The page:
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The rush to raise taxes

Tempo - February 9, 2024

Jakarta – There is wide opposition to the entertainment tax increase this year and the 12 percent VAT from next year. This is a threat to the viability of businesses.

The increase in entertainment tax is the latest proof of the poor management of taxes in Indonesia. The government wants to employ the easiest way of topping up state coffers without thinking about the long-term impact. The ultimate aim, namely an increase in tax revenues, will become harder to achieve.

The government and the House of Representatives (DPR) agreed on the entertainment tax increase through Law No. 1/2022 on the Financial Relationship between the Central and Regional Governments. Article 58 paragraph 2 sets the tax on specific goods and services from discos, karaoke venues, nightclubs, bars and spas at a minimum rate of 40 percent and a maximum of 75 percent. This provision must be applied by regional governments by January 1, 2024. In the previous law, the maximum was set at 75 percent, without any provision for a minimum level.

Even without these increases, the entertainment tax in Indonesia is the highest in Southeast Asia. For example, in Thailand, with its tourism-based economy, discos pay 5 percent tax. In Malaysia, entertainment venues pay a 6 percent service tax. Meanwhile, in the Philippines, they pay an 18 percent value-added tax, higher than the 12 percent VAT in other sectors. Compare this with Jakarta, which previously set a tax rate of 25 percent for discos, karaoke venues, nightclubs, and bars, and 35 percent for spas. The increase would be drastic.

Increasing tariffs in the hope of obtaining more tax revenues is a misguided way of thinking, especially at a time when taxes are already high. In some places, consumers will abandon the entertainment industry because it will be too expensive. The impact could threaten the jobs of the 20 million people working in this sector.

The increase in tariffs will also apply to VAT, which will rise to 12 percent. This is specified in Law No. 7/2021 on the Harmonization of Tax Regulations. This law increased VAT from 10 to 11 percent in 2022, and it will rise to 12 percent in 2025.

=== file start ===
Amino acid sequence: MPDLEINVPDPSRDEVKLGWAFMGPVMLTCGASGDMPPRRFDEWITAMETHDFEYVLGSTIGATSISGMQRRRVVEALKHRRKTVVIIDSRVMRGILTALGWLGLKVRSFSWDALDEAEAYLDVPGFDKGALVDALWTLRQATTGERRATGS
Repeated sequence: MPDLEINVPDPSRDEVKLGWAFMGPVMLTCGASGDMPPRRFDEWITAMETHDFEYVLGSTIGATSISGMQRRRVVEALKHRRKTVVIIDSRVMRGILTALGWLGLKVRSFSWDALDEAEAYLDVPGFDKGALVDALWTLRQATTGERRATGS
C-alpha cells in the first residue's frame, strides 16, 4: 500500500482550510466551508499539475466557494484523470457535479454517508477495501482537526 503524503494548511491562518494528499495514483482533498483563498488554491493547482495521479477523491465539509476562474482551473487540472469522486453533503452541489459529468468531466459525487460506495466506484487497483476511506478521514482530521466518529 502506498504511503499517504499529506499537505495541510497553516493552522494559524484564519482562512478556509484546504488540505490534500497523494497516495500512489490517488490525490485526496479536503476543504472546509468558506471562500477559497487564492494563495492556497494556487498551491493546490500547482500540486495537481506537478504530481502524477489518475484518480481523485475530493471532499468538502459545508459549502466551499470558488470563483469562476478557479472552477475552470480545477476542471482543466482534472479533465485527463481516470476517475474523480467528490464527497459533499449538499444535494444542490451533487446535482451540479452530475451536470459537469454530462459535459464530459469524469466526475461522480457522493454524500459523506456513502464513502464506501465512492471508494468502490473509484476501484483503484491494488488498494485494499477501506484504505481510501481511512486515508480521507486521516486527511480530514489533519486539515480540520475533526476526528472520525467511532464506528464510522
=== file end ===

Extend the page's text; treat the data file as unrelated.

This is high because the average VAT rate – over 175 countries – is 10 percent, outside the European Union, which sets a minimum rate of 15 percent. In Southeast Asia, only the Philippines has 12 percent VAT. In Malaysia, Singapore and Thailand, it is only 7 percent. An increase in VAT would be unfair because it is a direct tax paid by everyone without discrimination, including poor people who consume goods and services.

For nations with high levels of domestic consumption, like Indonesia, this type of tax increase reduces people's buying power as well as consumption. As a result, there is a threat of an economic slowdown.

The move by the government, as approved by the DPR, seems to show that it is at a loss as to how to increase the ratio of taxation to gross domestic product (GDP). In 2023, Indonesia's tax ratio stood at 10.21 percent, a slight fall from the 2022 figure of 10.39 percent. This level is far below that recommended by the International Monetary Fund, which states that a tax ratio of at least 15 percent is necessary for sustained growth.

The government seems to have forgotten that the key to a healthy tax ratio is improvements to the management of taxation, from levying and managing to utilizing tax revenue. At the moment, oversight and law enforcement of taxes are still poor, the level of corruption is still high, and revenues are used as the government pleases. One example is the Rp466 trillion for the building of a new capital city.

– Read the complete story in Tempo English Magazine

Source: https://en.tempo.co/read/1831423/the-rush-to-raise-taxe